In unexpected praise of Sajid Javid

This article has been written by our Director, Vicky Prior, and is not intended to wholly reflect the views of League of Culture

 

I don’t think it’s unfair to say that expectations of Sajid Javid’s performance as Culture Secretary had been brought low by his predecessors.

 

Jeremy Hunt was vilified by many in the sector for helping to slash arts funding, and Maria Miller failed to have any sort of impact, either good or bad.

 

So when it was announced that former banker Javid would be moving from the Treasury to Culture, no one was exactly whooping for joy. That said, the more sensible among us decided to wait for Javid to start work before we began criticising, unlike Michael Rosen.

 

Last week, Javid made his first keynote speech as Culture Secretary and to my rather uncharitable surprise, it was really good.

 

Managing to be both warm and witty, Javid took a gentle swipe at his critics (including Rosen) and set out his vision of a Culture for All.

 

Javid has thrown himself into his new job with gusto and has spent several months getting a crash course in culture. He is also making the most of his background. The son of a Pakistani bus driver, Javid’s humble origins meant that exotic trips to the theatre, especially those in London, were unthinkable. Sadly, this is still true of many children today, especially those located in poorer or more rural areas.

 

Josie Rourke, Artistic Director of London’s Donmar Warehouse, has written in the Guardian today of her upset that the Donmar was ‘picked on’ as somewhere Javid would not have been taken. Rourke explains that she has spoken at length to Javid about the outreach work that the Donmar does, and so perhaps it was unfair for him to namecheck it in this way. That said, with the battle for greater regional funding raging, and all London NPOs in the firing line, organisations like the Donmar need to light up in neon any work they do to reach out to non local communities.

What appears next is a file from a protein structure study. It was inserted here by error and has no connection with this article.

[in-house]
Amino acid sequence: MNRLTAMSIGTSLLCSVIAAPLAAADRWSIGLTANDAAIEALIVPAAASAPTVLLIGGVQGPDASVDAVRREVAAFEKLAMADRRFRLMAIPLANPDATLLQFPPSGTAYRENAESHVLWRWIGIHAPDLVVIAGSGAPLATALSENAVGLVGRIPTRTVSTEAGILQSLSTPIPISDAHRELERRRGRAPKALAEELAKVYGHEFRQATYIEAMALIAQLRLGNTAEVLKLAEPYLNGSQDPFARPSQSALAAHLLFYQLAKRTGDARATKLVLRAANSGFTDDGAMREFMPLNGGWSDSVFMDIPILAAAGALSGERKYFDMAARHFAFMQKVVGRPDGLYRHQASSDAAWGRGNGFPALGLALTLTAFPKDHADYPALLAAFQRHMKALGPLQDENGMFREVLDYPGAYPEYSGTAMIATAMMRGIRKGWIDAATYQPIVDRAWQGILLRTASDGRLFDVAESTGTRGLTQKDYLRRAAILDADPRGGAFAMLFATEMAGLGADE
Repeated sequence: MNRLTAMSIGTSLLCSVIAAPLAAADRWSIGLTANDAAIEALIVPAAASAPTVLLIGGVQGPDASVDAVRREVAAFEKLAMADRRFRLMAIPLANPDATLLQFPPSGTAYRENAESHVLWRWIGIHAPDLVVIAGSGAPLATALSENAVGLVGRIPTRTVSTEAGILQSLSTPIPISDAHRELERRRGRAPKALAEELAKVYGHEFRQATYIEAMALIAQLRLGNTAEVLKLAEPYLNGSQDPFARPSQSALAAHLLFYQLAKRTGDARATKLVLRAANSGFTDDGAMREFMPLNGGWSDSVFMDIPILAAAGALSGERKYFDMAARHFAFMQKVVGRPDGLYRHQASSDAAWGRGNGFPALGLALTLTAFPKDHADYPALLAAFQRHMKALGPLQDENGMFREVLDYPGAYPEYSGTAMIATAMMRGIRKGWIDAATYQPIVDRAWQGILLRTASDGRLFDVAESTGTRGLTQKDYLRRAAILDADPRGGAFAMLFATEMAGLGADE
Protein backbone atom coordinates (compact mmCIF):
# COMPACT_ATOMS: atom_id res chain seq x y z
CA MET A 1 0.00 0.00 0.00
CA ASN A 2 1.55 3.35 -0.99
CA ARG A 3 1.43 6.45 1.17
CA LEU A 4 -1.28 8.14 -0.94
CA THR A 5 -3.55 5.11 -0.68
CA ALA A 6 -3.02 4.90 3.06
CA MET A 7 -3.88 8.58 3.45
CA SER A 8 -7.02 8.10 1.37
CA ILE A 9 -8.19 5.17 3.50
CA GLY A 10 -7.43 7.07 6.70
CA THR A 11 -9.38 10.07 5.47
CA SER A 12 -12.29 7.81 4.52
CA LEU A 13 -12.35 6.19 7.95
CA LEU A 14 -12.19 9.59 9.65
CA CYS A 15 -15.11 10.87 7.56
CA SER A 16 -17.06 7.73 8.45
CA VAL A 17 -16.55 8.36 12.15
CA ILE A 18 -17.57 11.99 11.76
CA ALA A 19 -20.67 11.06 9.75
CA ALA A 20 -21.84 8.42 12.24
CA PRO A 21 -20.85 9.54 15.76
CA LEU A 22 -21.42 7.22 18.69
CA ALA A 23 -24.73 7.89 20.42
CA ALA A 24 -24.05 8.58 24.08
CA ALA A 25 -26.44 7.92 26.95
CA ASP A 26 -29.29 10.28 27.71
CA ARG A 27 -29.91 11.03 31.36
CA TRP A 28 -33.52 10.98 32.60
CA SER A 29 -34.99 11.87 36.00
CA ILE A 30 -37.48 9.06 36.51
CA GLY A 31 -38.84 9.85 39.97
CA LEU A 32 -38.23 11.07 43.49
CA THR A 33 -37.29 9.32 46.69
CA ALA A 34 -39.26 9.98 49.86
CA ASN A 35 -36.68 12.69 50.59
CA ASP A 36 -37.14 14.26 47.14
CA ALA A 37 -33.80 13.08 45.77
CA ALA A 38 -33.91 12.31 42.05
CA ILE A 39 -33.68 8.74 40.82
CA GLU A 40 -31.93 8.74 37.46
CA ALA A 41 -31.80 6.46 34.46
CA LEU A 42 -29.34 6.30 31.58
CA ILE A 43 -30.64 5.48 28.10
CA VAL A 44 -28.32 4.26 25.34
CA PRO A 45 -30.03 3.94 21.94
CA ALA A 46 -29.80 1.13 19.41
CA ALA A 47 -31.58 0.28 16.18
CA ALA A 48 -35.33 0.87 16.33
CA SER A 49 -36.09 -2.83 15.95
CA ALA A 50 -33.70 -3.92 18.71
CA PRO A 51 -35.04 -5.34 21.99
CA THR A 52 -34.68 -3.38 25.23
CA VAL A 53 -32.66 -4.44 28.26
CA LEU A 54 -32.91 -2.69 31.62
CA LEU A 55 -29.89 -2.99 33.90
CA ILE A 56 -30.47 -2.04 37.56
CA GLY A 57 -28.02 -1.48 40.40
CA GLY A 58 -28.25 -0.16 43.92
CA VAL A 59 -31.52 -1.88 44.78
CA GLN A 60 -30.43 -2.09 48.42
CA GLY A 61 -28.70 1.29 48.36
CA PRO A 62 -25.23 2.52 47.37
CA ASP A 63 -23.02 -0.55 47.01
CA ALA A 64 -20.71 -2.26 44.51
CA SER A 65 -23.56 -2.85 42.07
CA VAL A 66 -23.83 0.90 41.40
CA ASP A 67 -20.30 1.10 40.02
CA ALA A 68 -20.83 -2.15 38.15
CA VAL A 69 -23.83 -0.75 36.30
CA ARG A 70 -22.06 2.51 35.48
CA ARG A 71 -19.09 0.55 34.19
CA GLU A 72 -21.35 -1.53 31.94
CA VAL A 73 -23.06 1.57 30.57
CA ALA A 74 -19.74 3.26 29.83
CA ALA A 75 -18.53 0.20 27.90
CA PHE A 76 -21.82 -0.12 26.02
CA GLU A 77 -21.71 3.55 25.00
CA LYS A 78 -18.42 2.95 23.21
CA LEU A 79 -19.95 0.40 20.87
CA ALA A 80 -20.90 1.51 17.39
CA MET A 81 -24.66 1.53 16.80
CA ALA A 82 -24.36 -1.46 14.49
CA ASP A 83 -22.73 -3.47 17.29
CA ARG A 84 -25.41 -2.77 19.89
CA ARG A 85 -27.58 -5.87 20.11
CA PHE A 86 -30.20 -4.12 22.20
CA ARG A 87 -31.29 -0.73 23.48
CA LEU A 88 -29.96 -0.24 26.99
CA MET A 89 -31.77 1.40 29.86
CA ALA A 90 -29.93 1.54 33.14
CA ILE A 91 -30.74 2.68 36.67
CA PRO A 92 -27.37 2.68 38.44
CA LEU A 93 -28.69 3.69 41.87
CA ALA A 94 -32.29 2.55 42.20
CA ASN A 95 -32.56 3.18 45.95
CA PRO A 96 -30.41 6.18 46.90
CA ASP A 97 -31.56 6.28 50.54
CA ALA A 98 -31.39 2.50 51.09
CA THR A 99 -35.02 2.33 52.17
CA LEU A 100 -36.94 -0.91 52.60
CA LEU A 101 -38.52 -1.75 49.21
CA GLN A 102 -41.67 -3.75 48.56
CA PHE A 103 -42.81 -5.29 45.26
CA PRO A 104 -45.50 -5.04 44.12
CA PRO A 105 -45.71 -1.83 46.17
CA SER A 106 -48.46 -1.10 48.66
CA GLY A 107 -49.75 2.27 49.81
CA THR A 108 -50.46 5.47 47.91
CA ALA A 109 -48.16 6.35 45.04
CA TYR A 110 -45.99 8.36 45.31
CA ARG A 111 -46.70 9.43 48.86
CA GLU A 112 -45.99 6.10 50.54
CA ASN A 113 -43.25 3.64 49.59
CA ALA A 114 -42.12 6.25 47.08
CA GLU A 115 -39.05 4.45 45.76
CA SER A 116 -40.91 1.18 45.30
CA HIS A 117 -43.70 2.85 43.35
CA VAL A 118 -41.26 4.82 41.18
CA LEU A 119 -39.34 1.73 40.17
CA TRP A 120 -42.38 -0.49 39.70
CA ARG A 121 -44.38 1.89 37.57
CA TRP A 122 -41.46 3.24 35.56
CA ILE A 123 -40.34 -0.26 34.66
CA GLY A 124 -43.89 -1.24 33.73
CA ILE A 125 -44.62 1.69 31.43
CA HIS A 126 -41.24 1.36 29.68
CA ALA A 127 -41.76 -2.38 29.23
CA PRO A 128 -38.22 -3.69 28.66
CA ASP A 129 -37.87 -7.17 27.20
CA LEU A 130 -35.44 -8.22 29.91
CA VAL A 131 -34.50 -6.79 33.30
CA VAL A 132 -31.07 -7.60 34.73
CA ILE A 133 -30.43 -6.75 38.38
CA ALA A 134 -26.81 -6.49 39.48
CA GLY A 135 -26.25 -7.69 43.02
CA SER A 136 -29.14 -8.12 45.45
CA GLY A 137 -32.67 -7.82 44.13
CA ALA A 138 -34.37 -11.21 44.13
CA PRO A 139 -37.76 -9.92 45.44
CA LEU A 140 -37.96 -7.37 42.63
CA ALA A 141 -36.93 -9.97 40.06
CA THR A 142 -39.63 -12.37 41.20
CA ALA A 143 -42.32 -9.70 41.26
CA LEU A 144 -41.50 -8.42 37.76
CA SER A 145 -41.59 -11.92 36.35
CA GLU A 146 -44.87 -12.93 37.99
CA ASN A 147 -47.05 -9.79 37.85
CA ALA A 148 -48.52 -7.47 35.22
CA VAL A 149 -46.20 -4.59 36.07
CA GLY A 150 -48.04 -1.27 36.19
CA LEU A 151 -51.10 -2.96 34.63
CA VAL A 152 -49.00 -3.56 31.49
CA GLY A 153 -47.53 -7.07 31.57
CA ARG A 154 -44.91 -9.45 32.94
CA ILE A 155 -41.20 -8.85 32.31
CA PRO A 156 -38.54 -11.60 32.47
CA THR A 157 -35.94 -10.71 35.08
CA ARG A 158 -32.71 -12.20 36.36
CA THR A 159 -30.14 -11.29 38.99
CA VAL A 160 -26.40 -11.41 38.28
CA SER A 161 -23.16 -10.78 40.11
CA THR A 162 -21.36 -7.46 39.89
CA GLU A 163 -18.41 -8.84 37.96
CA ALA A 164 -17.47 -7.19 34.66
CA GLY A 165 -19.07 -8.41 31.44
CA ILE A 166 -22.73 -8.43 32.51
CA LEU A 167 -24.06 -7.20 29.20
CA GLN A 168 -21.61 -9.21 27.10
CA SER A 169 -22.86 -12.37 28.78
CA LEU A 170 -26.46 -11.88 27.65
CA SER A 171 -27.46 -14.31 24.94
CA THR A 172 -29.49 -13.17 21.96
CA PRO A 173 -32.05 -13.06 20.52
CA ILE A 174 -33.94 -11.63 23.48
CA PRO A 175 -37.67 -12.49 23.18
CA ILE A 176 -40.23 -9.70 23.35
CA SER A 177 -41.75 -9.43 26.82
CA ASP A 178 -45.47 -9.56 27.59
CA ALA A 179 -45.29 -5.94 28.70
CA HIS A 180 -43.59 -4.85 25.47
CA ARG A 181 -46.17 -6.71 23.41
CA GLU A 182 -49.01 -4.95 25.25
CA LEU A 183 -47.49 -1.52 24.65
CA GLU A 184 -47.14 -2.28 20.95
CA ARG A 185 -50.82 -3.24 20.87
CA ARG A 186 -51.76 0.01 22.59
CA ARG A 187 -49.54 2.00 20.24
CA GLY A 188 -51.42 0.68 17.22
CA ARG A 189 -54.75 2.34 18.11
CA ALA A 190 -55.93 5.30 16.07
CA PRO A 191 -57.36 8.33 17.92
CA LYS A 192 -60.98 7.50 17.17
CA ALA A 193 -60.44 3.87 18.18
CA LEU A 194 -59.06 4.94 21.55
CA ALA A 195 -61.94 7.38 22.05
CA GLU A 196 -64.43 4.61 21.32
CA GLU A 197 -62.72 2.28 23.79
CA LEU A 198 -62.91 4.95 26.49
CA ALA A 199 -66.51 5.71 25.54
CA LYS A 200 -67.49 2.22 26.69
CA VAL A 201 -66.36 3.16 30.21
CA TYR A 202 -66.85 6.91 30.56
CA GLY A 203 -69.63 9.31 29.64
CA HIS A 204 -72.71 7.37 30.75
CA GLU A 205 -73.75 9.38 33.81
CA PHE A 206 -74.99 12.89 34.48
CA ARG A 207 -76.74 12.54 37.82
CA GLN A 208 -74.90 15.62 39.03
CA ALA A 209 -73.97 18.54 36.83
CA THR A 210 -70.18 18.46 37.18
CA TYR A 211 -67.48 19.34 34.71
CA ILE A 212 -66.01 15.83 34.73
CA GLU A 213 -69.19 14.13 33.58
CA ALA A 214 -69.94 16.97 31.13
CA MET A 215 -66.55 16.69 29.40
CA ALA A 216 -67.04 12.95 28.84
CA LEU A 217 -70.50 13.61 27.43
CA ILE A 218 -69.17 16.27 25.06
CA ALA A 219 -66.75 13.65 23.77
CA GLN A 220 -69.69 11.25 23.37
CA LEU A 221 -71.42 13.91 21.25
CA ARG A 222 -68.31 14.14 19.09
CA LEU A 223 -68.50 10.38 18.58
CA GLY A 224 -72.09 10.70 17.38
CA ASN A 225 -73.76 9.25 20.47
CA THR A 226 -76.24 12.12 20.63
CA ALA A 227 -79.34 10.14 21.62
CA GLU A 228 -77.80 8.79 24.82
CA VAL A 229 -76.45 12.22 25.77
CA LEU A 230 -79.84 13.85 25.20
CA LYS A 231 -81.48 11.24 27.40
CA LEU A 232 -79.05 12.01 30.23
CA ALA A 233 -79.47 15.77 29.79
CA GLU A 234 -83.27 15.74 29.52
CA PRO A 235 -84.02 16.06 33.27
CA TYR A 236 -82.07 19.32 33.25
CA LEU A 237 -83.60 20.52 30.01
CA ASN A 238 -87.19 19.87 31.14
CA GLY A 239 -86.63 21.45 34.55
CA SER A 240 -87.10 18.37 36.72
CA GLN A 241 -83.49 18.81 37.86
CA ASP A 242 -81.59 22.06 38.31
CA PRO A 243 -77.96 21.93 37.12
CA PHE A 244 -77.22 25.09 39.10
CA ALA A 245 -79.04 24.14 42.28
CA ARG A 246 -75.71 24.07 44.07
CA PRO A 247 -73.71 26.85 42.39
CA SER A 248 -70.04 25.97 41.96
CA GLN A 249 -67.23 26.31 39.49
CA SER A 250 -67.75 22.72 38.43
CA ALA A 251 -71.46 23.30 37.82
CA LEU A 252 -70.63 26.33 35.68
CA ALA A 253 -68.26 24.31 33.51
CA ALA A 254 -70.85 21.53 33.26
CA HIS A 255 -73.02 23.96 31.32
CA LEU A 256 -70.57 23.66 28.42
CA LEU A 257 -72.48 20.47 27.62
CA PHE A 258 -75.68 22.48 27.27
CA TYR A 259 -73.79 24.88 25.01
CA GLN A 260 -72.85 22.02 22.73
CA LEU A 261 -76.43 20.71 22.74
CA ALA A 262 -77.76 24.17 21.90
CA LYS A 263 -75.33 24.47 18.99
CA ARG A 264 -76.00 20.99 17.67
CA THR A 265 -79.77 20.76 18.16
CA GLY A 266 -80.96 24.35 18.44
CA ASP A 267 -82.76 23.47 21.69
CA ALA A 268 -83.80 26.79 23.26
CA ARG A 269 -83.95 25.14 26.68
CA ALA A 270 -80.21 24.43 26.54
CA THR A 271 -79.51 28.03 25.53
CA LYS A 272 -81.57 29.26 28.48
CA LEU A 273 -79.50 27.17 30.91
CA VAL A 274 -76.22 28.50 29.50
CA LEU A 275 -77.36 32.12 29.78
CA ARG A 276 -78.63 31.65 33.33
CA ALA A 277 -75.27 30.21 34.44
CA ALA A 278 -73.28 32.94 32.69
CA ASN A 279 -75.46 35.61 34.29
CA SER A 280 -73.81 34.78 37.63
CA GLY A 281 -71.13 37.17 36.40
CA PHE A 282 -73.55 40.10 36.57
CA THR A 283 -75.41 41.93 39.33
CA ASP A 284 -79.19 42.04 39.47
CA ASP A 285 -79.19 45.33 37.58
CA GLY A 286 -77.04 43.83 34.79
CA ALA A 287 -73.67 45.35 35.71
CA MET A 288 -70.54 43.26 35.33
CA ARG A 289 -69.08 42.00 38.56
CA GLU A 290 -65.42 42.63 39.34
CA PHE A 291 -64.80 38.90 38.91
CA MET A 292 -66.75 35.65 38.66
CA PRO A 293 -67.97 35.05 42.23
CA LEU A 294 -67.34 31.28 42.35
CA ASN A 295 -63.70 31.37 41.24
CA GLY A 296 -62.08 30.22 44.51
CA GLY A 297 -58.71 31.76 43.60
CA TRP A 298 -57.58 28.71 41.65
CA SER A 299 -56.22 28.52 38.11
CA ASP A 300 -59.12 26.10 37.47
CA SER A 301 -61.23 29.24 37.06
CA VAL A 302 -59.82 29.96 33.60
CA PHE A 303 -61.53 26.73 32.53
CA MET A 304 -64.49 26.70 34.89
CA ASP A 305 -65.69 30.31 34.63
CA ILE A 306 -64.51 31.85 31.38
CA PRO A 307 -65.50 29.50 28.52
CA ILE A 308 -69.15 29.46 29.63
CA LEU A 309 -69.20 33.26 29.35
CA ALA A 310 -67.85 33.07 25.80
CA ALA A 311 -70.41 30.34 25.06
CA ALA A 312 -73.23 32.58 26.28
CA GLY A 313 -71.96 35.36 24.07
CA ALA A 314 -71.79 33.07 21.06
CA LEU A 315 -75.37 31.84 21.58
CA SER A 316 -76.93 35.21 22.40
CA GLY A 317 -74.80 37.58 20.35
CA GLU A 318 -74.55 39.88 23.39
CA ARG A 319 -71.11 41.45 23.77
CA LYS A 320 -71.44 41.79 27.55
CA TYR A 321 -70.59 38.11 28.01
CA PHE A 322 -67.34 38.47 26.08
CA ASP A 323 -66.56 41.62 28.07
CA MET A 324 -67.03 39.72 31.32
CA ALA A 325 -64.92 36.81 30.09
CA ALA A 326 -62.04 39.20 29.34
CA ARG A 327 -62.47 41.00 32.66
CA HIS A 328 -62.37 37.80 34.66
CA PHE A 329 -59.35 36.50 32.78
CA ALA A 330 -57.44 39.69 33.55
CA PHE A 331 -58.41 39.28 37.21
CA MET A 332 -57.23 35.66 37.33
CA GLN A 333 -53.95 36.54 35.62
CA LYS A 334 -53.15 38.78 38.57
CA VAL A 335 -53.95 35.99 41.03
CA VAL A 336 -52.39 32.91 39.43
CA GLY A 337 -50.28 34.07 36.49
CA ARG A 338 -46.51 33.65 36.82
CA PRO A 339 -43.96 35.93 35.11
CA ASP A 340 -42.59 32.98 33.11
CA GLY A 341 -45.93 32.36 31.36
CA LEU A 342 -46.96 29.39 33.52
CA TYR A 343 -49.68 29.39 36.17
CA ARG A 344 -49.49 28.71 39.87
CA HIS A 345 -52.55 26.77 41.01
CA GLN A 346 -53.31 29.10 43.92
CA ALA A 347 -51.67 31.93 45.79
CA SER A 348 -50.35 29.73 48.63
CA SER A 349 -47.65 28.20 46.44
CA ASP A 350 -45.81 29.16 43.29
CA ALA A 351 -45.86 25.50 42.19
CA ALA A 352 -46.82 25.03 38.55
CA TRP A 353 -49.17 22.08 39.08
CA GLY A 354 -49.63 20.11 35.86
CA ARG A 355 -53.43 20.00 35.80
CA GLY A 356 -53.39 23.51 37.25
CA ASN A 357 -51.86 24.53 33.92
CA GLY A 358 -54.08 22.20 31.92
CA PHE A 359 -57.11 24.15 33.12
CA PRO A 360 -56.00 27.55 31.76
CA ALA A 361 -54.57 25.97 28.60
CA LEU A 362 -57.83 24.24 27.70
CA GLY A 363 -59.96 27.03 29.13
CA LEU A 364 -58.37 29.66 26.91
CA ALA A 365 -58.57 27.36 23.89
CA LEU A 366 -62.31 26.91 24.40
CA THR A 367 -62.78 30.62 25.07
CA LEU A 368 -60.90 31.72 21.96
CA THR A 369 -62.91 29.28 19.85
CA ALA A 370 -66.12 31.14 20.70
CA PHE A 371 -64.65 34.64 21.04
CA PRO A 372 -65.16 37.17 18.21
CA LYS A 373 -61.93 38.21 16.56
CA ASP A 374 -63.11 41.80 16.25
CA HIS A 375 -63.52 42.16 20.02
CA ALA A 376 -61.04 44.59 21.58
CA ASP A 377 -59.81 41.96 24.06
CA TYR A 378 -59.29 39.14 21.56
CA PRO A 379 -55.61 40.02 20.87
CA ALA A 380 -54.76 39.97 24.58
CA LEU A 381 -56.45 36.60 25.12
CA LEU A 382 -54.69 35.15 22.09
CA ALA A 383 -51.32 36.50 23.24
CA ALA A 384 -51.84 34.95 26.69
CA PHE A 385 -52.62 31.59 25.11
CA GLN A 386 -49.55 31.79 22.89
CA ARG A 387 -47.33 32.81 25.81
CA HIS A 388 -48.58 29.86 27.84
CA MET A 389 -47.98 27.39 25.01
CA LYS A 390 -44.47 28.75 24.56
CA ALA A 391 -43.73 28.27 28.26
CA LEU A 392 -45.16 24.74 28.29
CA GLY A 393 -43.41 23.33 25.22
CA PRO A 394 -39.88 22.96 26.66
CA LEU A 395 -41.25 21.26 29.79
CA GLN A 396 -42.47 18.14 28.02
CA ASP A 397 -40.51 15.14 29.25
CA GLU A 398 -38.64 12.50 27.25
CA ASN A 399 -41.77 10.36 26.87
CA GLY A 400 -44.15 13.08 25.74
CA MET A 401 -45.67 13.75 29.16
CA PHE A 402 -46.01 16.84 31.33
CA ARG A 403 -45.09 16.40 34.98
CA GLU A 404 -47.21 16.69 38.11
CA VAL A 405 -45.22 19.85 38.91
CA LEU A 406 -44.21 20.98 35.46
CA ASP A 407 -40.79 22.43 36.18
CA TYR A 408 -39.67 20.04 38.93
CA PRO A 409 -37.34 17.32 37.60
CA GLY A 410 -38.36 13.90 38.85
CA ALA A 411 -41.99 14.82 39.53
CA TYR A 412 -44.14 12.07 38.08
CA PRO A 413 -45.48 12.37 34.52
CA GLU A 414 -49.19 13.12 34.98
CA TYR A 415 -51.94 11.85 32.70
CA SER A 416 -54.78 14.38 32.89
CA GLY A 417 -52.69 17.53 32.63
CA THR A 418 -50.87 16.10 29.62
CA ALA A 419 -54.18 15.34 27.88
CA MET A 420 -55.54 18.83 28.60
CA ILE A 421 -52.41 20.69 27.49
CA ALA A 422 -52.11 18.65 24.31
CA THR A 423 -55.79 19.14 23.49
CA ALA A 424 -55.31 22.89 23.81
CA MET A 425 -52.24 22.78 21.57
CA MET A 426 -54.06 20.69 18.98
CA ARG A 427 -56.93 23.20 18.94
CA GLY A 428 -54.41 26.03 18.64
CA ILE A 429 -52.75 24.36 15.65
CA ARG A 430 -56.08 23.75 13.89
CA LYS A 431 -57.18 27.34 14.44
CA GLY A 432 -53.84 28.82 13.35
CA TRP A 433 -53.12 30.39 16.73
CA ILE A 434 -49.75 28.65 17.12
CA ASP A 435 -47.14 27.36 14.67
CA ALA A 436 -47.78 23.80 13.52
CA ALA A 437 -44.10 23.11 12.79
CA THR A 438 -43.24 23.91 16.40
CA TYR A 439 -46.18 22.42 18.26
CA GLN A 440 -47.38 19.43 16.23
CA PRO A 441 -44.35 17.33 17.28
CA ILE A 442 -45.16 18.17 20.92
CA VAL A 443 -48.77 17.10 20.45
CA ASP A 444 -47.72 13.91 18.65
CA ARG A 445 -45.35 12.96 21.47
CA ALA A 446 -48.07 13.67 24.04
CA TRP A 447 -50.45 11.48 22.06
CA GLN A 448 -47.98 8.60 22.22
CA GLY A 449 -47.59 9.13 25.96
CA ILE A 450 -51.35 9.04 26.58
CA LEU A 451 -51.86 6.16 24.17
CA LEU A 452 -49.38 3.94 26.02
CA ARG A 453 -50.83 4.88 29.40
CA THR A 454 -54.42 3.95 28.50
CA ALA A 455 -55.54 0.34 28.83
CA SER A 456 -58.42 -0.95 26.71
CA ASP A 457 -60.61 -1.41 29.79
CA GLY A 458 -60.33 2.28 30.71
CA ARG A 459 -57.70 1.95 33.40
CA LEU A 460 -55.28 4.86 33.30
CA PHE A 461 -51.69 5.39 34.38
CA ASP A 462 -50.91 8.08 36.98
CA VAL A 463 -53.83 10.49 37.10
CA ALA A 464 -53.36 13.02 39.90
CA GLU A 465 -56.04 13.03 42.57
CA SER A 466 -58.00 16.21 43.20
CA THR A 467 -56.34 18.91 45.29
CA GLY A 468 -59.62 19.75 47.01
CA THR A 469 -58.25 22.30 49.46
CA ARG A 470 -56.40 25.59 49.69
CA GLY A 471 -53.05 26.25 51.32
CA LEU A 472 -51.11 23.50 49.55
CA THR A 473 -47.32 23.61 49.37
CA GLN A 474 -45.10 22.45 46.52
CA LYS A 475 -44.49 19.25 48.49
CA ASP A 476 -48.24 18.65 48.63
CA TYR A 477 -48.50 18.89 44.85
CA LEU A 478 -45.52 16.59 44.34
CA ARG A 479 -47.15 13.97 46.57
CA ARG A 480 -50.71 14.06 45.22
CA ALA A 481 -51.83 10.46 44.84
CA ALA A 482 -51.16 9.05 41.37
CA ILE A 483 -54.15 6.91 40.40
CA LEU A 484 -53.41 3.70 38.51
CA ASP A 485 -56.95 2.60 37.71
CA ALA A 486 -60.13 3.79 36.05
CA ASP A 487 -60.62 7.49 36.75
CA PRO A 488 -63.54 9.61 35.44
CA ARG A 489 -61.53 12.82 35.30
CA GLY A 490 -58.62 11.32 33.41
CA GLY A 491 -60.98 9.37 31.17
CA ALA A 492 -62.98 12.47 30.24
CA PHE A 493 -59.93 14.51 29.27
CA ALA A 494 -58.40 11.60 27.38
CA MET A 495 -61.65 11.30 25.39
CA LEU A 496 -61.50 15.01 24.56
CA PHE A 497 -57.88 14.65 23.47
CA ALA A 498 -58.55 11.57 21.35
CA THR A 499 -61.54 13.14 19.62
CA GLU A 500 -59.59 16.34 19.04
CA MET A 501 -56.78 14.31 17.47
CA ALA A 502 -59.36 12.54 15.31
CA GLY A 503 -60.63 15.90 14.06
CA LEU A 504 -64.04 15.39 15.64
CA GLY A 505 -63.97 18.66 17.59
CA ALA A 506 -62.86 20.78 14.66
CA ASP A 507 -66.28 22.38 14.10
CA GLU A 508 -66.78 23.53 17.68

Javid also took time to praise philanthropy in the UK, unsurprising given that this was his predecessor Hunt’s flagship policy for DCMS. Unlike Hunt, Javid did at least realise that far more needs to be done to create a true culture of philanthropy in the UK, including tax breaks for philanthropists and better training for arts organisations in how to attract donors.

 

There is little that can be done to erase the pain of the tough cuts imposed on the culture sector by the Coalition in 2011. But at least Sajid Javid appears to be attempting to understand the burden that was placed on the sector and to find ways of helping. I still don’t think anyone is realistically expecting the money to flood back in, but it’s nice to think that the money we do receive will be used to encourage wider participation.

 

It will take more than one good speech to convince us all that the new Culture Secretary is on our side, but if Javid can achieve even a fraction of his vision set out in Bristol last week, then maybe the Coalition will have produced one Culture Secretary that is remembered fondly.

 

You can read the full text of Sajid Javid’s speech Culture for All on the DCMS website